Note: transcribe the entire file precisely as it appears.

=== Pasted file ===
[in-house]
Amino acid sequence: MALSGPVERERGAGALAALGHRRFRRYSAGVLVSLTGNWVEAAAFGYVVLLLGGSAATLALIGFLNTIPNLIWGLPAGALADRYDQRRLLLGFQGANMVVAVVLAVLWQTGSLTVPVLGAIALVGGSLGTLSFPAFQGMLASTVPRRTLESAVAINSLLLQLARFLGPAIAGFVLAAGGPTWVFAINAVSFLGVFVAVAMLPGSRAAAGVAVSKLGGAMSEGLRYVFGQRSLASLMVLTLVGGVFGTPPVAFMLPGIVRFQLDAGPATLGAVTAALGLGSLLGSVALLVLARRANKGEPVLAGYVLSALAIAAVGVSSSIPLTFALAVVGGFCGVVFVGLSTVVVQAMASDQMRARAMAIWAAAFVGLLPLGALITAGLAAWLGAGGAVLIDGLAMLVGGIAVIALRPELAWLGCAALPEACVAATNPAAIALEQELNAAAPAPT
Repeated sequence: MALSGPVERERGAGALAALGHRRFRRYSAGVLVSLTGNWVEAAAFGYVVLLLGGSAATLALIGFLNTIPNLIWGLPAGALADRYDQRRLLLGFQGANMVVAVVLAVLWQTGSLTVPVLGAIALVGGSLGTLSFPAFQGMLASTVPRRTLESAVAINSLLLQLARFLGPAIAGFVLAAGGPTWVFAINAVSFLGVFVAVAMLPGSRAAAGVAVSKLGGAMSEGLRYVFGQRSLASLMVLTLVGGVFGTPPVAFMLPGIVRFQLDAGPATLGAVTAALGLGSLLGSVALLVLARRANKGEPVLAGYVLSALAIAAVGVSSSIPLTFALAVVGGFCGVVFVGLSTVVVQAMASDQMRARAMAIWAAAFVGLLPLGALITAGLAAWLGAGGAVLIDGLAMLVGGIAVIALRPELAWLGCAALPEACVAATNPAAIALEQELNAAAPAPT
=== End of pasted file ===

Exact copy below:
[in-house]
Amino acid sequence: MALSGPVERERGAGALAALGHRRFRRYSAGVLVSLTGNWVEAAAFGYVVLLLGGSAATLALIGFLNTIPNLIWGLPAGALADRYDQRRLLLGFQGANMVVAVVLAVLWQTGSLTVPVLGAIALVGGSLGTLSFPAFQGMLASTVPRRTLESAVAINSLLLQLARFLGPAIAGFVLAAGGPTWVFAINAVSFLGVFVAVAMLPGSRAAAGVAVSKLGGAMSEGLRYVFGQRSLASLMVLTLVGGVFGTPPVAFMLPGIVRFQLDAGPATLGAVTAALGLGSLLGSVALLVLARRANKGEPVLAGYVLSALAIAAVGVSSSIPLTFALAVVGGFCGVVFVGLSTVVVQAMASDQMRARAMAIWAAAFVGLLPLGALITAGLAAWLGAGGAVLIDGLAMLVGGIAVIALRPELAWLGCAALPEACVAATNPAAIALEQELNAAAPAPT
Repeated sequence: MALSGPVERERGAGALAALGHRRFRRYSAGVLVSLTGNWVEAAAFGYVVLLLGGSAATLALIGFLNTIPNLIWGLPAGALADRYDQRRLLLGFQGANMVVAVVLAVLWQTGSLTVPVLGAIALVGGSLGTLSFPAFQGMLASTVPRRTLESAVAINSLLLQLARFLGPAIAGFVLAAGGPTWVFAINAVSFLGVFVAVAMLPGSRAAAGVAVSKLGGAMSEGLRYVFGQRSLASLMVLTLVGGVFGTPPVAFMLPGIVRFQLDAGPATLGAVTAALGLGSLLGSVALLVLARRANKGEPVLAGYVLSALAIAAVGVSSSIPLTFALAVVGGFCGVVFVGLSTVVVQAMASDQMRARAMAIWAAAFVGLLPLGALITAGLAAWLGAGGAVLIDGLAMLVGGIAVIALRPELAWLGCAALPEACVAATNPAAIALEQELNAAAPAPT